deaf festival in Scotland


attendees each year


days of events


felt we represented deaf culture


learned more about deaf culture

Impacting communities

Edinburgh Deaf Festival is the first festival of its kind in the UK. Our festival emerged to bridge the accessibility gap in Edinburgh’s vibrant festival season. Deaf culture has a proud place in Scotland in terms of language, history and heritage. As home to Deaf Action, the world’s first deaf organisation, it feels right that Edinburgh should celebrate, promote and raise visibility of deaf culture. Our vision is to integrate Edinburgh Deaf Festival into the Festival City, delivering an inclusive event that celebrates deaf culture whilst welcoming mainstream audiences into our world. The impact of the festival is profound, increasing deaf awareness in society, whilst raising the profile of deaf performers and artists.

Festival access for all

We want deaf people to have full access to all that Edinburgh’s festival season has to offer. This shouldn’t just mean going to interpreted performance, but instead, seeing a BSL performance, curated and performed by deaf people. Hearing festival-goers will find our performances accessible through BSL/English interpretation, immersing themselves in a new world of our rich deaf culture.

“It allows us to show that deaf people can be involved in the arts, performing in BSL, and demonstrating their skills, as well as attend performances that are interpreted into BSL.”

Giving deaf performers and artists a platform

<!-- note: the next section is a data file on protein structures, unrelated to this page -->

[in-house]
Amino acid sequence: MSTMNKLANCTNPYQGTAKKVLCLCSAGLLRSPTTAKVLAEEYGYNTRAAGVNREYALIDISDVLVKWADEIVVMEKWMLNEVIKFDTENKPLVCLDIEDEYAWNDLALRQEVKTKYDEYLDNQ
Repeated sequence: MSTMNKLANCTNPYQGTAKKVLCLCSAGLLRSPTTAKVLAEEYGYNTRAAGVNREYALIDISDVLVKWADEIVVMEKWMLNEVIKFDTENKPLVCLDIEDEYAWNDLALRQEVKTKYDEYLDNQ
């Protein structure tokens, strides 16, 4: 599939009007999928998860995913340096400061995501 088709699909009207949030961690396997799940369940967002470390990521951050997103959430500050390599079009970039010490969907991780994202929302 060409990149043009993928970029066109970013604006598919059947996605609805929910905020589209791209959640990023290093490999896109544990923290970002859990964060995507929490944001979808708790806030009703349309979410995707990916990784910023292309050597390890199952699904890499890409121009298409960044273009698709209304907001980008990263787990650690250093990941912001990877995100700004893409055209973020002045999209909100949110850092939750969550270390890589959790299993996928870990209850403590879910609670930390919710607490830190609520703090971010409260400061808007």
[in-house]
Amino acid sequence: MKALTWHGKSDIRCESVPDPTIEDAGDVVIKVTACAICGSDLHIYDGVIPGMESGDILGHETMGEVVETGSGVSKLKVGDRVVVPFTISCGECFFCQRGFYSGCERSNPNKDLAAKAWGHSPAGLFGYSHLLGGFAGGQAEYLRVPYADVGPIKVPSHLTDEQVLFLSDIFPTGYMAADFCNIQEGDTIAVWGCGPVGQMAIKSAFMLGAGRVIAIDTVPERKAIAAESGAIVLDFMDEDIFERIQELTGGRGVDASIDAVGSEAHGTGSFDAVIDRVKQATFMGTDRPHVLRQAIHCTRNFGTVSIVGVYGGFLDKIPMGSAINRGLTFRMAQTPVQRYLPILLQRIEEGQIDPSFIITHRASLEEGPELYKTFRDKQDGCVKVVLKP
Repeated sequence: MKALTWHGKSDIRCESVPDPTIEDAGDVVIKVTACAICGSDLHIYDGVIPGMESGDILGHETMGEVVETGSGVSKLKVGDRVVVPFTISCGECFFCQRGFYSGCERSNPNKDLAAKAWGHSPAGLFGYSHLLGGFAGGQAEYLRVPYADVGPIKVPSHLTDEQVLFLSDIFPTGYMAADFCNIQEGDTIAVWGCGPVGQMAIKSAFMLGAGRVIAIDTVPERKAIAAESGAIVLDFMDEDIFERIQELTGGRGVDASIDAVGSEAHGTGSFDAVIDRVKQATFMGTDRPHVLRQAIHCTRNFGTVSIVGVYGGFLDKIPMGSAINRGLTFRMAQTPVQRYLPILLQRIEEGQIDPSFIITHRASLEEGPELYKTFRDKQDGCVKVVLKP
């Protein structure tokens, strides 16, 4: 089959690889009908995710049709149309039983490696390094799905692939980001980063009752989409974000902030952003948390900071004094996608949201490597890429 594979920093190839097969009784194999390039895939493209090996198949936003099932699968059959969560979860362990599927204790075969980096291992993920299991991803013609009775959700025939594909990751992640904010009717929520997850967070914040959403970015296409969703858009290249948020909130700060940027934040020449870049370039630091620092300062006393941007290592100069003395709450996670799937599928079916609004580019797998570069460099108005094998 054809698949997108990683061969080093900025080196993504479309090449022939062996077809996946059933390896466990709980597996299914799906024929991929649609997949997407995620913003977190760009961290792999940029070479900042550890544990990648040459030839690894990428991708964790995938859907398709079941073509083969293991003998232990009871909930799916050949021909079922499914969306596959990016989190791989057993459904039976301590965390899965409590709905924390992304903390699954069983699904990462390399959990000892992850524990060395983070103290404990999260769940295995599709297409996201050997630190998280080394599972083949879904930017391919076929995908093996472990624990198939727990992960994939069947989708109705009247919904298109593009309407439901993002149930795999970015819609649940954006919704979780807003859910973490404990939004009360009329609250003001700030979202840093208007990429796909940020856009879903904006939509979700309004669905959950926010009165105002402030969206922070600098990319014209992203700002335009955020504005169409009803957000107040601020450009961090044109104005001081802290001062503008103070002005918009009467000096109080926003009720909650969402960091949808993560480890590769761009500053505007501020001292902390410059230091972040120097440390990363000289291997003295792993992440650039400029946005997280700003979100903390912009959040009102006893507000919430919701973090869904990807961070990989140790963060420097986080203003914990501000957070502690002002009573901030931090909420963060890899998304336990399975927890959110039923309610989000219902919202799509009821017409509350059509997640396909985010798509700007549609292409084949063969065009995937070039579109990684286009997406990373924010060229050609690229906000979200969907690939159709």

Edinburgh Deaf Festival gives deaf performers a platform where they can join the festival circuit and hone their skills. Many prestigious careers have started or been boosted at the Edinburgh Fringe, and now, at Edinburgh Deaf Festival.

Festivals and partner venues

We’re grateful to our festival partners who have been taking strides to make their events more accessible to deaf people. We have provide BSL interpreters and captioners to external events, improving access across the arts, helping venues remove barriers for deaf people and empowering them to improve accessibility for their diverse audiences.

“…we can participate in the festival equally, and creates diverse opportunities for deaf people to engage with arts.”

Supporting early careers interpreters

Early career interpreters will learn new skills from experienced interpreters that they can adapt and take back to their work in the community. We hope a new cohort of multi-skilled interpreters will grow out of the festival, able to provide for the wide variety of access requirements and platforms that exist here.

Inspiring the next generation

By attending festival performances, deaf young people will have seen deaf adults perform, strengthening their deaf identity and inspiring them to believe deaf people can achieve their goals.